The Simply Streep Archives has gathered details on all of Meryl Streep's feature films, television, theatre and voice narration, and also features an extensive library of articles, photographs and video clips. You can browse the collection by Ms. Streep's career or through a year-by-year summary.

The Marriage of Bette and Boo

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Release date: March 10, 1973
Venue: Yale Cabaret
Directed by: Bill Ludel
Literature: Christopher Durang

Bette Brennan and Boo Hudlocke marry and set about having the large, happy family that Bette always dreamed of. The arrival of their first son, Matt, is soon overshadowed by a succession of stillborns. Bette is heartbroken. Boo starts to drink; Bette starts to nag. Amongst the chaos fighting, both must deal with their wacky families: Bette’s mother and father, who suffered a stroke and now speaks in unintelligible gibberish; Boo’s sadistic father, fond of calling his long-suffering wife “the dumbest woman in the world”; Bette’s sister, ridden with anxiety and constantly apologizing for everything; the family priest, fond of impersonating bacon.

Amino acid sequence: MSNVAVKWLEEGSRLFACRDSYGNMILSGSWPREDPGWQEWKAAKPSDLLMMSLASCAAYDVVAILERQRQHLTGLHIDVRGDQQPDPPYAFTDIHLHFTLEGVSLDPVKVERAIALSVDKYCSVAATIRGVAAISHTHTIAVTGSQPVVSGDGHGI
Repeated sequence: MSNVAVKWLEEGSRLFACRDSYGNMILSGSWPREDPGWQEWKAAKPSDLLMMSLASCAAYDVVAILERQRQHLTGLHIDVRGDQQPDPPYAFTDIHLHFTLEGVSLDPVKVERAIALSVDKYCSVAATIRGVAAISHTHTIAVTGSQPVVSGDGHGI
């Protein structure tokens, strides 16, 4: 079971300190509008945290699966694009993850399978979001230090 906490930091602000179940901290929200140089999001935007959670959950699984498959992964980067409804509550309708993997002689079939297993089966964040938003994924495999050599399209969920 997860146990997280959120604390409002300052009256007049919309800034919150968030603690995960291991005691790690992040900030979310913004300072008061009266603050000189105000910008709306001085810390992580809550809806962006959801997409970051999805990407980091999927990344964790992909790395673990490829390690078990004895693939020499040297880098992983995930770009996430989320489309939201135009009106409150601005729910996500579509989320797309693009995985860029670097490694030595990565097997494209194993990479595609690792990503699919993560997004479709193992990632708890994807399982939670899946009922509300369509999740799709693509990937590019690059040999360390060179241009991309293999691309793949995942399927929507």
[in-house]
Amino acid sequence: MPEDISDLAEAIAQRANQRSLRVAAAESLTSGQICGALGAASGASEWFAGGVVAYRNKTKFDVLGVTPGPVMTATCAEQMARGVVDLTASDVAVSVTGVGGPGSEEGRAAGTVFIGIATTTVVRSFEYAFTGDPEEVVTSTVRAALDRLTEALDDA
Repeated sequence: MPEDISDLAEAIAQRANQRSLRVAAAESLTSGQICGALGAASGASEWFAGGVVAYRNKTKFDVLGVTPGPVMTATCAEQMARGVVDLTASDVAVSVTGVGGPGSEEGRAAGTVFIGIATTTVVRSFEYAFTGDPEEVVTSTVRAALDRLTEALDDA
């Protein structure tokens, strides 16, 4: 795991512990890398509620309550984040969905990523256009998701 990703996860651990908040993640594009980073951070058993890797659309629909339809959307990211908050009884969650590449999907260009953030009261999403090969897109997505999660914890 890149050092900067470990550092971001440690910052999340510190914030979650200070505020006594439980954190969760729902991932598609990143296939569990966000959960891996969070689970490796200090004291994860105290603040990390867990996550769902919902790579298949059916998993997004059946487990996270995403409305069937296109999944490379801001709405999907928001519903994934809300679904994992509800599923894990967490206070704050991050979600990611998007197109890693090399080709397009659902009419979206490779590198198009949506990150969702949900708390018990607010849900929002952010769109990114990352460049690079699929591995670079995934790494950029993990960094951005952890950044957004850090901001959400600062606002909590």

Sigourney Weaver (Mud Dunlop), Laura Zucker (Paula), Meryl Streep (Joan), Franchelle Dorn, Walt Jones, John Rothman, Barry Marshall

Yale Daily News, March 09, 1973, Henry Wiencek
Chris Durang’s “The Marriage of Bette and Boo” is a screamingly funny play. Durang is adept with lampoon and grotesque humor. The weak moments in his play comes when Durang attempts a serious tone. The final scene of the play, where Bette clutches the body of her third stillborn baby and with a blank expression invokes the names of her previous stillborn children is incongruous and almost pretentious. The acting, though, is first rate, and makes for a completely enjoyable production. And no one can contest that Durang is one of the funniest writers to hit Yale.